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Unbroken's avatar

What is the difference between a personal boundary and an ultimatum?

Asked by Unbroken (10690points) December 8th, 2012

Boundaries are in place to protect you. Ultimatum’s are used to either force a person into compliance with you or create some sort of negative consequence.

I realize the intent is different. Maybe not. Boundaries are for self protection, ultimatum’s are also a form of protection. I mean the methodology and execution is wrong. But isn’t the intent the same?

What is different about the execution? Meaning this is a non negotiable issue for the person its compliance or a change in the relationship. either diminished importance or walking away completely.

This could be in an established relationship you were never comfortable in or in new and budding ones.

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10 Answers

Shippy's avatar

I think one is a defense the other is simply a border one should not cross? Boundaries would be a daily thing, ultimatums a result of some sort of conflict. I am not sure I am reading your question correctly by the way.

marinelife's avatar

Setting a boundary involves protecting yourself in some way. Issuing an ultimatum does not have that restriction.

cookieman's avatar

One often involves a weapon.

CWOTUS's avatar

A border can be thought of as a type of policy to be enforced – and it may not always be enforced. There is no implied or explicit threat in a border (well, assuming you haven’t surrounded a literal property border with land mines, for example, or a mined moat). But the border contains no threat.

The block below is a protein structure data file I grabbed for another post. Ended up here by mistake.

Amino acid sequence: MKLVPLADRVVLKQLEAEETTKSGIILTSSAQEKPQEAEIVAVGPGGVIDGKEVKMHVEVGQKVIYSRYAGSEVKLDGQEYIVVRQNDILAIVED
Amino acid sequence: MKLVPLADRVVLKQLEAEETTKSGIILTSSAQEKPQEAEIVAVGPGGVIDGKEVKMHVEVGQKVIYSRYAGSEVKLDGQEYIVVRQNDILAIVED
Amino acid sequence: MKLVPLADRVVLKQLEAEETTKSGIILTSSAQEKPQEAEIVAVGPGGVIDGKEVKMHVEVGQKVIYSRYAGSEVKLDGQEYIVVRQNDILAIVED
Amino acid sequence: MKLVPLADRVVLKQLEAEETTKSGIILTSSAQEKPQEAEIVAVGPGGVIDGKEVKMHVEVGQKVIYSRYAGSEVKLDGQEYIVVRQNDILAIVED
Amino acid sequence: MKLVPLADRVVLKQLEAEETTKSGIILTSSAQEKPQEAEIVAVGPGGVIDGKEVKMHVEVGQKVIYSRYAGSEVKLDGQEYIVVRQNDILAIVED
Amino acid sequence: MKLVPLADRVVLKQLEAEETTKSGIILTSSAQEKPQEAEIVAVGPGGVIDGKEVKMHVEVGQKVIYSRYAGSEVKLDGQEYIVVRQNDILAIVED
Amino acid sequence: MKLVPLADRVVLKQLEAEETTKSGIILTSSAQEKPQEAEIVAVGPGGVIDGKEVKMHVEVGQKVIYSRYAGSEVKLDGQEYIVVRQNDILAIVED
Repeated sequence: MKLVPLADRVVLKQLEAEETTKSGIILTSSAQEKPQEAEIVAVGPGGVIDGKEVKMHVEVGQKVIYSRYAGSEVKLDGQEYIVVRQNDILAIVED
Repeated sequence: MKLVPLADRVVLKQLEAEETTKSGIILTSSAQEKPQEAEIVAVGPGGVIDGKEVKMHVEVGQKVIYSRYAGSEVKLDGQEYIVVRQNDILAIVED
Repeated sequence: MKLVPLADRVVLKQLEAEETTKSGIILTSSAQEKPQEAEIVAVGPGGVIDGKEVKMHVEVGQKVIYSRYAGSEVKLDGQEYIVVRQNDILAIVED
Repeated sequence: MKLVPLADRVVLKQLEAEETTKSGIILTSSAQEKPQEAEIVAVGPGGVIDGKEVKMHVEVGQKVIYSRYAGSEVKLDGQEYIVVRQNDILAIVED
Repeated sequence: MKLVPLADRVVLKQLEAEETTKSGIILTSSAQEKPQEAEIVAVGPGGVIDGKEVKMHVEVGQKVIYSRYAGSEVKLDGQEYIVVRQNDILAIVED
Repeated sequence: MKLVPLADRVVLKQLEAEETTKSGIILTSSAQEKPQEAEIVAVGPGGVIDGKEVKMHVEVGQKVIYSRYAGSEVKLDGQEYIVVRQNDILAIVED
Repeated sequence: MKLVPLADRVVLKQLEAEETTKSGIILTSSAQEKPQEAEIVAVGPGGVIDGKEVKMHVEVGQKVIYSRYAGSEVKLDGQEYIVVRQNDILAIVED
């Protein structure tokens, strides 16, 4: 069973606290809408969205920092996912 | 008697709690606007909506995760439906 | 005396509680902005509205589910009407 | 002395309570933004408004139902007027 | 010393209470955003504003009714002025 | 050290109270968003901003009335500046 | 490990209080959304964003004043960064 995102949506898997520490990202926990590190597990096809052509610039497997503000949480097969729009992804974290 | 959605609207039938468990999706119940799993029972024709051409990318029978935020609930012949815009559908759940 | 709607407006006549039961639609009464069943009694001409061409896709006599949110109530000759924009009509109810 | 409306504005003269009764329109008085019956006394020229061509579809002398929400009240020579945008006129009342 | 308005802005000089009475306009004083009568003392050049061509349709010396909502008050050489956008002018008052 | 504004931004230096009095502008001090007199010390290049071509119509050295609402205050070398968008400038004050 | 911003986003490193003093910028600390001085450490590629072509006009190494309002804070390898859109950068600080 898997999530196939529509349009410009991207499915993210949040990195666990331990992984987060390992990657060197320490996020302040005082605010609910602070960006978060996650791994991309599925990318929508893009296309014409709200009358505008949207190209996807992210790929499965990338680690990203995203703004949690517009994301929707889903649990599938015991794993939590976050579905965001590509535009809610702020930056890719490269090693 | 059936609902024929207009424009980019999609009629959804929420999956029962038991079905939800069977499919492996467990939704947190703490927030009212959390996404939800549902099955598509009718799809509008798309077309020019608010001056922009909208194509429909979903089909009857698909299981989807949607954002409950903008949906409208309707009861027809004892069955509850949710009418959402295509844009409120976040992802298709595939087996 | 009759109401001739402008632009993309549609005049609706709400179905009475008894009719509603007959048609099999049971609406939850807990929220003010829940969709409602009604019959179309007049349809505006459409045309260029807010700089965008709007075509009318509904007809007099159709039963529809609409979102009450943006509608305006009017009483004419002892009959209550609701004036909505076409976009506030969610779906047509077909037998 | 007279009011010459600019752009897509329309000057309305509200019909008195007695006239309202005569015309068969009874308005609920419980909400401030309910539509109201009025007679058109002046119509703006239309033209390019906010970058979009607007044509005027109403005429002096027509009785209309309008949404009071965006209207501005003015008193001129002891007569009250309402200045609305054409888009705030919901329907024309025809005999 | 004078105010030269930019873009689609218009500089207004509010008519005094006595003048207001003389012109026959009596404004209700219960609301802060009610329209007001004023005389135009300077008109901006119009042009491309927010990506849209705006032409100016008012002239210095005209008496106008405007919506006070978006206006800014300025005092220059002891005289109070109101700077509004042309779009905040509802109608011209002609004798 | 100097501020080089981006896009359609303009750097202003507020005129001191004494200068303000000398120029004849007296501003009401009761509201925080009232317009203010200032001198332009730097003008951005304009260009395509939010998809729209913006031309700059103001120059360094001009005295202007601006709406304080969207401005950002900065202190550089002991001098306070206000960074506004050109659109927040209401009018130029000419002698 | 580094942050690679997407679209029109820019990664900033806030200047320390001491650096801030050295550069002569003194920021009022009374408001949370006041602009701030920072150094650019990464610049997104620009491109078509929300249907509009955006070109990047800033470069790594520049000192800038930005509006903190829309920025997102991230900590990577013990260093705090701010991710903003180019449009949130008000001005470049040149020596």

An ultimatum is a choice offered to another, containing an explicit threat to take some action (or to refrain from acting) if another party takes (or refuses to take) certain actions.

Coloma's avatar

Yes, I’d say a boundary is an invisible line that you do not allow others to cross, and an ultimatum would be more of a warning of consequences.
Hmmm…come to think of it I issued an ultimatum today.
Told a company if they do not replace a defective item I will reverse the charges on my credit card and they can duke it out with amazon.

Yep, I think that was an ultimatum. haha

burntbonez's avatar

When you establish and enforce a boundary, it’s a protective thing. You tell someone they may not get any closer.

When you issue an ultimatum, you are threatening a person. Do this, or there will be a consequences of some kind. It’s a much more aggressive act.

Have you been issuing any ultimatums? Or receiving them? I hope neither is the case. That is a very uncomfortable situation to be in. Boundaries, if clearly denoted and posted, generally mean you don’t have to do anything. Ultimatums require drastic action, whether they are given or received.

Unbroken's avatar

@Shippy :( hope you come back. It was hard to word the question clearly.
@marinelife Yes the intent is different, but when setting a personal boundary in an established relationship aren’t you terribly close to an ultimatum?
@cookieman Lol, Now I know why you have such a successful relationship.
@CWOTUS but aren’t there consequences of crossing a boundary or what is the point of having them, or more to the point, what enforces them?
@Coloma Good luck with that.
@burntbonez Not so much I was reading a book that mentioned boundaries and or course this is an issue I need to work on with certain people. I just thought the distinction was unclear and this didn’t resolve any questions. Ultimatums seem innately unproductive for lasting relationships, imo. So how to set boundaries with out crossing the line. What is the line other then intent?